Albert Florence, a New Jersey man believes his rights were violated because he was subjected to an invasive strip search when jailed on a minor traffic charge. The court needs to define what type of search is “reasonable.” He wants the U.S. Supreme Court to declare such searches unconstitutional.
Florence was searched twice, once when booked and again when he was moved to another jail. The 1st search: the supervising officer inspected Florence’s mouth, tongue, armpits, buttocks, and genitals. The 2nd search: Florence was forced to strip off his clothes in a shower area with four other prisoners, in close proximity and plain sight of one another, all of whom were required to open their mouths, lift their genitals, and squat and cough.
Florence, an African-American, was a passenger in a BMW driven by his wife when stopped by a state patrolman and arrested on an outstanding traffic warrant. Despite having a receipt showing the fine had been paid, he was placed in handcuffs and taken to jail where he was held for six days before authorities acknowledged that the arrest warrant was, in fact, in error.
The Balancing Act
Officials have a serious challenge keeping weapons, drugs and other contraband out of jails. Inmates, most of whom who are booked in jails have not been judged guilty of any crimes, and they do not forfeit their Fourth Amendment right against “unreasonable” searches. The Court aims to strike a balance between the constitutional rights and the legitimate needs of jails to protect the health and safety of prisoners and jailers.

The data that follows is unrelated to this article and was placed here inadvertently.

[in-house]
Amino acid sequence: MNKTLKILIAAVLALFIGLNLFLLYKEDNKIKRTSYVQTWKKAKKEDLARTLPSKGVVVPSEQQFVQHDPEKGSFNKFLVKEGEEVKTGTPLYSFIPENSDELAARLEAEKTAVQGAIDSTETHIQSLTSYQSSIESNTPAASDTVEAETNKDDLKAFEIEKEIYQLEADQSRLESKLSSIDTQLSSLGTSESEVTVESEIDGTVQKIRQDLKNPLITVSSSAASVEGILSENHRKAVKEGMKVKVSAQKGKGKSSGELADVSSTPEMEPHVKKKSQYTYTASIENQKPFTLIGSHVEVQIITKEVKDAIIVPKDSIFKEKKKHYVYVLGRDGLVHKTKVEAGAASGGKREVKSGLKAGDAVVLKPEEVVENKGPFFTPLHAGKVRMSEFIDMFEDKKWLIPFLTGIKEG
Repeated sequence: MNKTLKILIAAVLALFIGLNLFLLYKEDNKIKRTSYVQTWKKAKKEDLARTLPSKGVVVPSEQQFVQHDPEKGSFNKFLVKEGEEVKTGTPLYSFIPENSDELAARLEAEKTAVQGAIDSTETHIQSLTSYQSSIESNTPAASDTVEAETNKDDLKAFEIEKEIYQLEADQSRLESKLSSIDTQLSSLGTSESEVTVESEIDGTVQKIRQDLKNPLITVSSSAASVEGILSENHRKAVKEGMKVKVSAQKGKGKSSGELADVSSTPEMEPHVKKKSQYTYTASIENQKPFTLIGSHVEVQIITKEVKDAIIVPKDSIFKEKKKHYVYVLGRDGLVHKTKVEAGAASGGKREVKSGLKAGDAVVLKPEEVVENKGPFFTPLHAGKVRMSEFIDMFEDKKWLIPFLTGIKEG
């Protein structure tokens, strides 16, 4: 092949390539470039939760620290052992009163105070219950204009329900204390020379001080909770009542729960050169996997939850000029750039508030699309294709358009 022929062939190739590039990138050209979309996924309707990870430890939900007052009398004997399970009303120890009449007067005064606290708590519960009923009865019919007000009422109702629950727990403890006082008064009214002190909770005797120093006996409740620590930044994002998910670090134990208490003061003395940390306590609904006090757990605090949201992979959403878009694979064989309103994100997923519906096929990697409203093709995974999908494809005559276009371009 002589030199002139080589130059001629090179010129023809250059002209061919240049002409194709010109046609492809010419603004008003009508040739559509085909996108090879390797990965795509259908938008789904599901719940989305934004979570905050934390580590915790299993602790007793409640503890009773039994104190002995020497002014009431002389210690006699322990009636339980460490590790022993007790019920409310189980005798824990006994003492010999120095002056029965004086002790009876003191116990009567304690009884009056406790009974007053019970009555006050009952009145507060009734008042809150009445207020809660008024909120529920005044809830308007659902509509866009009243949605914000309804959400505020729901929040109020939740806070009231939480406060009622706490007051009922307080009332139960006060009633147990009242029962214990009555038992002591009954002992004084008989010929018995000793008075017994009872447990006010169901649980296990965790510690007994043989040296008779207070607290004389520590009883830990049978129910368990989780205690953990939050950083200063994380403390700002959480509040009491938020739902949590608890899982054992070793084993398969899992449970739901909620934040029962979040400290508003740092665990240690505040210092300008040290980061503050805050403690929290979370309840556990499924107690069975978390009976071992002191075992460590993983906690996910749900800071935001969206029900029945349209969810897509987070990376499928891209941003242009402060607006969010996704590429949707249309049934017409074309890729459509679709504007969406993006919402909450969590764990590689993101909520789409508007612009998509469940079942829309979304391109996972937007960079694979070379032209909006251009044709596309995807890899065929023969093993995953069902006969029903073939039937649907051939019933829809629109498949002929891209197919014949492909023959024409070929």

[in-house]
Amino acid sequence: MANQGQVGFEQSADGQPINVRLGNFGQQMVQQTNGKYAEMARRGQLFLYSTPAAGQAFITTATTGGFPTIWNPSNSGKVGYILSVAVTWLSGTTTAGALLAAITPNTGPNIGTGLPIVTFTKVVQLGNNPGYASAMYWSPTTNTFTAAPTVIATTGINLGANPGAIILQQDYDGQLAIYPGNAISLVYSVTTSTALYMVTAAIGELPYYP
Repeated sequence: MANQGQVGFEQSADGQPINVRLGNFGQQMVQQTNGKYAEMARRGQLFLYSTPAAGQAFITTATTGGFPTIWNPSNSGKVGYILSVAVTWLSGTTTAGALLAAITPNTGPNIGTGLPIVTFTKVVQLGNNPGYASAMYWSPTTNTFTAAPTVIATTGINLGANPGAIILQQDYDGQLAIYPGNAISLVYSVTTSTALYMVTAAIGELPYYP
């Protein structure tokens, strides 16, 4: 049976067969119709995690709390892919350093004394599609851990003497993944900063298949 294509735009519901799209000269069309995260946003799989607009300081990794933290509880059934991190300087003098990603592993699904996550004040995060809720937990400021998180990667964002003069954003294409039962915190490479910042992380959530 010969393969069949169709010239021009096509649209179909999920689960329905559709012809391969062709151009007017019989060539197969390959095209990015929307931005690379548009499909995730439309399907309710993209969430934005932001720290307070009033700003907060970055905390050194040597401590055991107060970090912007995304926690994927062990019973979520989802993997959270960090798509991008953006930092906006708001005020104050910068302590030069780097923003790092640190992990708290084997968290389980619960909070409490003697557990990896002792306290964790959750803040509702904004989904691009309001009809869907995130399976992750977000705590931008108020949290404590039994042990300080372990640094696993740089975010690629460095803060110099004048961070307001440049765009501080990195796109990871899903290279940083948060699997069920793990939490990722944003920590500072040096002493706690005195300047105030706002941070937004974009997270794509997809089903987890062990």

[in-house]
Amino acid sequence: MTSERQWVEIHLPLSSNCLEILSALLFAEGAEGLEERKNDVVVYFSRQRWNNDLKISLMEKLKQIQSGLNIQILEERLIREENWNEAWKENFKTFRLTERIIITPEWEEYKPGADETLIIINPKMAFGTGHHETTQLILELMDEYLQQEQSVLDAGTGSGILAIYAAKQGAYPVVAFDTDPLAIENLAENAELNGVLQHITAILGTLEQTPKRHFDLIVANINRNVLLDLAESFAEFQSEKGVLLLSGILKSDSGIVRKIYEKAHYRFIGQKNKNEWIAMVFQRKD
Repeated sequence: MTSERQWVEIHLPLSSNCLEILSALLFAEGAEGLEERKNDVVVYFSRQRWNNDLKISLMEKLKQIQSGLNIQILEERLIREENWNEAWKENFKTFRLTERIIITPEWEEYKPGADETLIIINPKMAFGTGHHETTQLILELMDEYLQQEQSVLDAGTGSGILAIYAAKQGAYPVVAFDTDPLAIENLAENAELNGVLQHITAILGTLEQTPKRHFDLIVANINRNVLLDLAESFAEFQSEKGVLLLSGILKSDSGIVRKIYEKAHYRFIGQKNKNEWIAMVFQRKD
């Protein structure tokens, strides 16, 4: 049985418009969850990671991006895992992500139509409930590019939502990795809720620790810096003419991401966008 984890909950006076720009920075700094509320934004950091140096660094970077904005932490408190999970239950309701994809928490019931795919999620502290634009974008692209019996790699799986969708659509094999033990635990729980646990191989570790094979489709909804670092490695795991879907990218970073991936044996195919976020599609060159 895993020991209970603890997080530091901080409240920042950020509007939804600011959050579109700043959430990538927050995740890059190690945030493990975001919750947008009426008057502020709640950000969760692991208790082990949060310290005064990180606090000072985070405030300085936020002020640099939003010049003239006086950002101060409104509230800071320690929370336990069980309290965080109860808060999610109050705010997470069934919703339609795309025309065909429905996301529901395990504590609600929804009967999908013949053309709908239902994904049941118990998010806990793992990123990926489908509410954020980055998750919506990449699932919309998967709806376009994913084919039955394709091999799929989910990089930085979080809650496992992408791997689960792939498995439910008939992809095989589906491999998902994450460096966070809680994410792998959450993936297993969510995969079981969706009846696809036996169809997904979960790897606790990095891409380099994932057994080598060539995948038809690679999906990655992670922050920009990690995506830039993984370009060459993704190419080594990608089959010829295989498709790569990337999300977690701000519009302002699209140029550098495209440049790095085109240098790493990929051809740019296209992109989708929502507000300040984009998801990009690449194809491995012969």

Iowa Model for Strip Searches
Iowa law requires that, before conducting a strip search, jailers must have “probable cause to believe the person is concealing a weapon or contraband.” Jailers must have written authorization from a supervisor, and a search warrant, before conducting a strip search that involves “probing of any body cavity other than the mouth, ears or nose.” Such searches must be performed by a physician and out of sight of persons not conducting the search.